Given our creature-centric internal representation of the world state, as depicted in Figure 3.1, a perceptron network over this space can be represented by a real valued 3 dimensional array. Each creature has a weighting matrix which defines the desirability of having each of the elements in each particular location for each possible move. By taking the dot product analog of this array with the state of the world represented as a 3 dimensional binary array, we can essentially record the response of this network to the word-state stimulus.

    Figure 3.1:
    The response of a given unit can be computed by taking the 3 dimensional analogue of a dot product of an array encoding the perceptron network for a given decision with the binary array representing the world state.

    Figure 3.2:
    The response of a given unit can be computed by taking the 3 dimensional analogue of a dot product of an array encoding the perceptron network for a given decision with the binary array representing the world state.

    By comparing the responses of four separate networks, each which encodes the drive to move in one of four directions, we can determine the most preferred action for the creatures. It would be possible to use four matrices for Up, Down, Left and Right but this would take longer to learn than one matrix which is directionally specific. This matrix is rotated and multiplied by the current environment to attain the expected benefit of making that move.

    Because in our simulation there are eight possible units, and each creature examines a 10 x 10 window, yielding 800 free parameters to be learned.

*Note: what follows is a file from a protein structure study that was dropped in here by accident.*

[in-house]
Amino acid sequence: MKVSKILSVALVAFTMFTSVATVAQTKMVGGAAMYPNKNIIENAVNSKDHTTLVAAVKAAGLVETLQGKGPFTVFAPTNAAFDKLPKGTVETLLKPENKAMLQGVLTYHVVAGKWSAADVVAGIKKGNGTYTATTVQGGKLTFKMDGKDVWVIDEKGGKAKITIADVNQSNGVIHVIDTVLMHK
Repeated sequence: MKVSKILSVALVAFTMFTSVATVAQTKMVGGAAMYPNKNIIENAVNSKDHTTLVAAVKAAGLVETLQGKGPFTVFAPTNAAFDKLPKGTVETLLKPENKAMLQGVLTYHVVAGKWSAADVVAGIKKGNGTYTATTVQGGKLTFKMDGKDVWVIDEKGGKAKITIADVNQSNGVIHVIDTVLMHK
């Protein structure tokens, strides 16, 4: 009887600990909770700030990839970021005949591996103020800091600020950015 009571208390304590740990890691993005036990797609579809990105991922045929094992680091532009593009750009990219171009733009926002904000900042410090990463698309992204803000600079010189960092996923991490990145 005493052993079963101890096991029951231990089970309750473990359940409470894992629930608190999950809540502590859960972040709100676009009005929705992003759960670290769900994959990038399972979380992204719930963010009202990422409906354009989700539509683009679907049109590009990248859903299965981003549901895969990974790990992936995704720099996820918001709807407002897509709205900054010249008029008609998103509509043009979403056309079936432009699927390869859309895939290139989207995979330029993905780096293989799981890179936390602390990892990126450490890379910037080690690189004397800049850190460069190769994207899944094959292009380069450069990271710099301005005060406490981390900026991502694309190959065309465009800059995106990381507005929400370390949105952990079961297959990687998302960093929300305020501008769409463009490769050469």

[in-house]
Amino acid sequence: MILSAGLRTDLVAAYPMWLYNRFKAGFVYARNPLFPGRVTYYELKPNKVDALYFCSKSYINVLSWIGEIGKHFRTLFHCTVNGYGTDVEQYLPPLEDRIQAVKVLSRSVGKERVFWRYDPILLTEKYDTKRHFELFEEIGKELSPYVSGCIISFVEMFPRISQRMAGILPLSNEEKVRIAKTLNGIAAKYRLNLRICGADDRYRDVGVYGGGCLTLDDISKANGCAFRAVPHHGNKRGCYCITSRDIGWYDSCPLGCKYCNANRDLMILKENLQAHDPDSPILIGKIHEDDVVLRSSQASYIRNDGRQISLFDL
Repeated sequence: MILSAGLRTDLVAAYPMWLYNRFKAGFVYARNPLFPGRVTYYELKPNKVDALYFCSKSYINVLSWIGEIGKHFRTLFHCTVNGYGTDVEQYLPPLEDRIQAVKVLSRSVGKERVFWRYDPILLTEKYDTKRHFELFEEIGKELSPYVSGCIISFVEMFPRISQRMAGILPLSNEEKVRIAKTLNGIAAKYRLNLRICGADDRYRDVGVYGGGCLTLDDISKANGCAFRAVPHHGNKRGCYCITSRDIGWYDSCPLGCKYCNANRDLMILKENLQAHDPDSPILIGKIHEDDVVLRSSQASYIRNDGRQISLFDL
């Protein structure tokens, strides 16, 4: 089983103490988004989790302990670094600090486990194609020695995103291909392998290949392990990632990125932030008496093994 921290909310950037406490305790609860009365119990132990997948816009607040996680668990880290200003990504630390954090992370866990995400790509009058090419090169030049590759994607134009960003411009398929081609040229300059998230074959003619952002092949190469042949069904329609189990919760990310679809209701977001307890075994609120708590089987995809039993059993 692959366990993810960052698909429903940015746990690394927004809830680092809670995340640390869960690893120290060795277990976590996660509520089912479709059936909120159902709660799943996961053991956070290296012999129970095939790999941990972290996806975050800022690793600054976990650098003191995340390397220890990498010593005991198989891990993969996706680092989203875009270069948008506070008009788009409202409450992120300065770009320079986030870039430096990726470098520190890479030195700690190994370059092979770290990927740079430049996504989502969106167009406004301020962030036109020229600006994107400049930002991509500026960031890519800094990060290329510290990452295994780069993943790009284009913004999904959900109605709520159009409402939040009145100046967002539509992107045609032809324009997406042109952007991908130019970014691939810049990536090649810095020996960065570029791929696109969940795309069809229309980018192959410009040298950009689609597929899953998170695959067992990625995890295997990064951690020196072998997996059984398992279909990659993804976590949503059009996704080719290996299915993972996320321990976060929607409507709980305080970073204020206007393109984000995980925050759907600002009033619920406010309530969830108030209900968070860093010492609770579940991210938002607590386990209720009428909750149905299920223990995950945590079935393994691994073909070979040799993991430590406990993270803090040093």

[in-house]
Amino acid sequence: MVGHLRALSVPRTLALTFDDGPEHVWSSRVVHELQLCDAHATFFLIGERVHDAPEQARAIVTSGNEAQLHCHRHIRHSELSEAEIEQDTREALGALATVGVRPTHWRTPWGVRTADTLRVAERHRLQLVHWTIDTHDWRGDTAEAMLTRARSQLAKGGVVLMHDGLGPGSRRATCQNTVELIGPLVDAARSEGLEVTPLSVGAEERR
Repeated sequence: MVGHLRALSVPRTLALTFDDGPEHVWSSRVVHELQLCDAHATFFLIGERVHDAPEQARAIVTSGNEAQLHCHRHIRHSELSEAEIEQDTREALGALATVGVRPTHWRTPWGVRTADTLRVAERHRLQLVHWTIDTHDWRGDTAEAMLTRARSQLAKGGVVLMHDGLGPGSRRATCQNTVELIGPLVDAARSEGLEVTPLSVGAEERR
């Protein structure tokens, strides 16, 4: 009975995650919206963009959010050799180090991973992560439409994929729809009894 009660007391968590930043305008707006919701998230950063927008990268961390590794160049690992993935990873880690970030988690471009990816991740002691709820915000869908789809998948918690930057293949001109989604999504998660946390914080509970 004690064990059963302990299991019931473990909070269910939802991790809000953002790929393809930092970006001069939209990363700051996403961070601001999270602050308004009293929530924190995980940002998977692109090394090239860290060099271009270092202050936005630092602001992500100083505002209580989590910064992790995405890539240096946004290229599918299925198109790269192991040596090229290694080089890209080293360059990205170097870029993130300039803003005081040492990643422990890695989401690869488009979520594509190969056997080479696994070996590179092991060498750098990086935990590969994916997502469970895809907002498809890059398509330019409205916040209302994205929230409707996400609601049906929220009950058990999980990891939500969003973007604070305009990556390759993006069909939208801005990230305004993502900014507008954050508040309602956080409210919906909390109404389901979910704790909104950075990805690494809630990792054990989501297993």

The update rule for the perceptron network is based on a reinforcement learning scheme. Essentially upon competition for each game, each the value assigned to each move is the immediate score acquired on that turn plus some percentage of the value of the previous move.

    4 : Testing Procedure

    The testing procedure involved introducing the ghost and pacman to environments of increasing complexity. By starting with a very simple environment, the pacman would begin with reinforcing very basic behavior such as avoiding walls, avoiding ghosts, eating pacman, eating edible ghosts, and eating dots.

    After a number of iterations, the board was changed and more complex behaviors needed to be developed. There is a chance that simple behaviors could be unlearned, if they are not as useful at higher levels, but our intention is to learn behaviors which can be generally applied to most situations.

    These behaviors could be categorized as simple, general drives(i.e. a will to live, a desire for food, adversion moving into walls). Each of these drives are competing against each other, but depending on the strength of the reinforcement, certain drives will dominate. For example, the drive to avoid getting eaten should outweigh the drive to eat dots.

    Figure 4.1:
    Level 1 was extremely simple. It has only three open squares. If the pacman moves down, it wins. If it moves up, it dies. If it moves any other direction, its chance of dying increases. This is an attempt to force pacman to learn 4 basic behaviors:

    • moving directly into pacman is bad
    • moving away from the ghost is good
    • moving towards dots is good
    • moving into walls doesn't benefit
    The ghosts are expected to learn
    • moving onto pacman is good
    • any other move is less good

    Figure 4.2:
    Level 2 was only a little more complex. It has four open squares and included a power dot. This level is intended to reinforce:

    • pacman's preference for power dots, especially when ghosts are near
    • large pacman's desire to eat edible ghosts
    • the ghost's fear of the large PacMan
    • undesirability of moving directly into walls

    Figure 4.3:
    Level 3 has more open space than either of the proceeding levels. There are many dots, but only one power dot. If pacman successfully eats the ghost then the ghost is exiled to the upper left corner of the board, further reinforcing the desirability of that action. An important behavior which might be learned is moving towards dots which are not directly in front of pacman.

    Figure 4.4:
    Level 4 shows a jump in complexity. It has circular paths and multiple power dots. The ghost will appear on the board again even if eaten. The paths are intended to reinforce continuing on the same path, once chosen, because continuing along a path gives positive marginal reinforcement and turning around give mildly negative reinforcement.

    Figure 4.5: